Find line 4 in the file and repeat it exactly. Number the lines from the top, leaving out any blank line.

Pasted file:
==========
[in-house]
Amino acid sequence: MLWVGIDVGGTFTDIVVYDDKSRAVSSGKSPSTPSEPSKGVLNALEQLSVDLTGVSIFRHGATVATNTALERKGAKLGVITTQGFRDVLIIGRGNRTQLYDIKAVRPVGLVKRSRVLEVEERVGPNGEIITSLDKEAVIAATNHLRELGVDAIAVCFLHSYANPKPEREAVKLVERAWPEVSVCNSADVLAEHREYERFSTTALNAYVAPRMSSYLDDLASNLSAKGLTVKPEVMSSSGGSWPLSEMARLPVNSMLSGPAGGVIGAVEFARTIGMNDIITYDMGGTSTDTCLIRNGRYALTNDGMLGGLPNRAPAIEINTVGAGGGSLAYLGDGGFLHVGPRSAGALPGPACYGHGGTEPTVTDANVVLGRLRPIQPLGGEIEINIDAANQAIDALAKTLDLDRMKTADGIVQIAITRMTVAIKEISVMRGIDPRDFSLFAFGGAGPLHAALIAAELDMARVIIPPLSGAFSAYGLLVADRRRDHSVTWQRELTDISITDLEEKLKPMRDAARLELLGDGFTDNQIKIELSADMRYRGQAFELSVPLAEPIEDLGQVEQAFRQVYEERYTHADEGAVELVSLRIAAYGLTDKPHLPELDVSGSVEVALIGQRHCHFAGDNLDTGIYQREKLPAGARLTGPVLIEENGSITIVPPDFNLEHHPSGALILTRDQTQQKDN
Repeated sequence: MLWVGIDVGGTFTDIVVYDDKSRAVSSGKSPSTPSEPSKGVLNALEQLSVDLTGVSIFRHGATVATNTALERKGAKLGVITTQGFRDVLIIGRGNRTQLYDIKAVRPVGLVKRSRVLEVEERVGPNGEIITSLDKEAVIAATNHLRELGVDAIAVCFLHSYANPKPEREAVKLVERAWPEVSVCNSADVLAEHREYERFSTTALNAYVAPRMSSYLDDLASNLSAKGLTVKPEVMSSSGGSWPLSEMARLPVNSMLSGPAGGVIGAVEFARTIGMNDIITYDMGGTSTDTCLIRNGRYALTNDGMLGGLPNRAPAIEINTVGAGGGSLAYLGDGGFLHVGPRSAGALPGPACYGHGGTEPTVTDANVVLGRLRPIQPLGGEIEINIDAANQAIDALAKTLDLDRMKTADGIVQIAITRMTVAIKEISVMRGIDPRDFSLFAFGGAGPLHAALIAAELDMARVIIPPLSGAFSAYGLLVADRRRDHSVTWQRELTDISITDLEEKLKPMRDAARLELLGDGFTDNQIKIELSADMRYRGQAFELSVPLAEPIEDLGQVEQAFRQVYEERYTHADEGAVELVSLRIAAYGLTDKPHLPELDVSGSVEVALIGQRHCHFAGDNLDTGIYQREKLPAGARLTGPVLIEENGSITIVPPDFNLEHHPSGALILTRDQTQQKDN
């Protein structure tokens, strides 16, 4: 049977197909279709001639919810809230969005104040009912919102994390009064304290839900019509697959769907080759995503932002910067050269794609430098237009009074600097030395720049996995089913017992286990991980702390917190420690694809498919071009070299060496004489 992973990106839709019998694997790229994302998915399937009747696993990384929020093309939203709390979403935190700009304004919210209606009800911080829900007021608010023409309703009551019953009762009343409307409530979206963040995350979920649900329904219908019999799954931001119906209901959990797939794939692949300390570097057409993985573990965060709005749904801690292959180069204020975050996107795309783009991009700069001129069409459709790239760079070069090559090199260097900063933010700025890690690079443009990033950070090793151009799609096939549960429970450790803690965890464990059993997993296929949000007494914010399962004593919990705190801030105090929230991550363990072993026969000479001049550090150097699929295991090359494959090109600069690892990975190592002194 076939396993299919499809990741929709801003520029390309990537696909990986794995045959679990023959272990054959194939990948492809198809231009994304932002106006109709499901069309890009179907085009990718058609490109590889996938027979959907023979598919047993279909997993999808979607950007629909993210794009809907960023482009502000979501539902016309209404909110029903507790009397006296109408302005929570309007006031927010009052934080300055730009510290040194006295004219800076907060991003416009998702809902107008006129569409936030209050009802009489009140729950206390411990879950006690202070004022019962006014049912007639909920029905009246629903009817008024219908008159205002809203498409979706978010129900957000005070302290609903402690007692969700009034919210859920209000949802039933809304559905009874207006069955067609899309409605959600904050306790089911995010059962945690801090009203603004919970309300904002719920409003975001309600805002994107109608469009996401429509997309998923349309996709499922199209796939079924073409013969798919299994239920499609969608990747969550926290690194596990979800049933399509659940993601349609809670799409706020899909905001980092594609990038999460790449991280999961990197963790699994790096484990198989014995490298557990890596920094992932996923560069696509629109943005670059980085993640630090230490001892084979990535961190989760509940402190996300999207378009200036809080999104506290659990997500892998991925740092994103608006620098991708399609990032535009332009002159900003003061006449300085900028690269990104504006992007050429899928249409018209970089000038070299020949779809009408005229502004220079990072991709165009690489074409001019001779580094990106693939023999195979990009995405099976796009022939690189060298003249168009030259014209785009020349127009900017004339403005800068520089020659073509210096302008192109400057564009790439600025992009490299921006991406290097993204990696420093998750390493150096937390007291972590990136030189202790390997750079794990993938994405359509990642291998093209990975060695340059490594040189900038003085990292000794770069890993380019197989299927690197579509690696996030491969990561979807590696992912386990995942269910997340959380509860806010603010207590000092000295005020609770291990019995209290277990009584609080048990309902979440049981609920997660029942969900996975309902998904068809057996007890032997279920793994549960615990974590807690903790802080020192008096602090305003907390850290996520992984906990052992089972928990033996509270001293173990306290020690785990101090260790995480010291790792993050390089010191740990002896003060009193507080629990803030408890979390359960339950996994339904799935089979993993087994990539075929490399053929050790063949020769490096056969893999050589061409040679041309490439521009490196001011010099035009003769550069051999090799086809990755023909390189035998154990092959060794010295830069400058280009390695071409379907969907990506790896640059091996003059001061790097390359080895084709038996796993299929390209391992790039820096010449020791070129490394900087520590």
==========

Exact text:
């Protein structure tokens, strides 16, 4: 049977197909279709001639919810809230969005104040009912919102994390009064304290839900019509697959769907080759995503932002910067050269794609430098237009009074600097030395720049996995089913017992286990991980702390917190420690694809498919071009070299060496004489 992973990106839709019998694997790229994302998915399937009747696993990384929020093309939203709390979403935190700009304004919210209606009800911080829900007021608010023409309703009551019953009762009343409307409530979206963040995350979920649900329904219908019999799954931001119906209901959990797939794939692949300390570097057409993985573990965060709005749904801690292959180069204020975050996107795309783009991009700069001129069409459709790239760079070069090559090199260097900063933010700025890690690079443009990033950070090793151009799609096939549960429970450790803690965890464990059993997993296929949000007494914010399962004593919990705190801030105090929230991550363990072993026969000479001049550090150097699929295991090359494959090109600069690892990975190592002194 076939396993299919499809990741929709801003520029390309990537696909990986794995045959679990023959272990054959194939990948492809198809231009994304932002106006109709499901069309890009179907085009990718058609490109590889996938027979959907023979598919047993279909997993999808979607950007629909993210794009809907960023482009502000979501539902016309209404909110029903507790009397006296109408302005929570309007006031927010009052934080300055730009510290040194006295004219800076907060991003416009998702809902107008006129569409936030209050009802009489009140729950206390411990879950006690202070004022019962006014049912007639909920029905009246629903009817008024219908008159205002809203498409979706978010129900957000005070302290609903402690007692969700009034919210859920209000949802039933809304559905009874207006069955067609899309409605959600904050306790089911995010059962945690801090009203603004919970309300904002719920409003975001309600805002994107109608469009996401429509997309998923349309996709499922199209796939079924073409013969798919299994239920499609969608990747969550926290690194596990979800049933399509659940993601349609809670799409706020899909905001980092594609990038999460790449991280999961990197963790699994790096484990198989014995490298557990890596920094992932996923560069696509629109943005670059980085993640630090230490001892084979990535961190989760509940402190996300999207378009200036809080999104506290659990997500892998991925740092994103608006620098991708399609990032535009332009002159900003003061006449300085900028690269990104504006992007050429899928249409018209970089000038070299020949779809009408005229502004220079990072991709165009690489074409001019001779580094990106693939023999195979990009995405099976796009022939690189060298003249168009030259014209785009020349127009900017004339403005800068520089020659073509210096302008192109400057564009790439600025992009490299921006991406290097993204990696420093998750390493150096937390007291972590990136030189202790390997750079794990993938994405359509990642291998093209990975060695340059490594040189900038003085990292000794770069890993380019197989299927690197579509690696996030491969990561979807590696992912386990995942269910997340959380509860806010603010207590000092000295005020609770291990019995209290277990009584609080048990309902979440049981609920997660029942969900996975309902998904068809057996007890032997279920793994549960615990974590807690903790802080020192008096602090305003907390850290996520992984906990052992089972928990033996509270001293173990306290020690785990101090260790995480010291790792993050390089010191740990002896003060009193507080629990803030408890979390359960339950996994339904799935089979993993087994990539075929490399053929050790063949020769490096056969893999050589061409040679041309490439521009490196001011010099035009003769550069051999090799086809990755023909390189035998154990092959060794010295830069400058280009390695071409379907969907990506790896640059091996003059001061790097390359080895084709038996796993299929390209391992790039820096010449020791070129490394900087520590």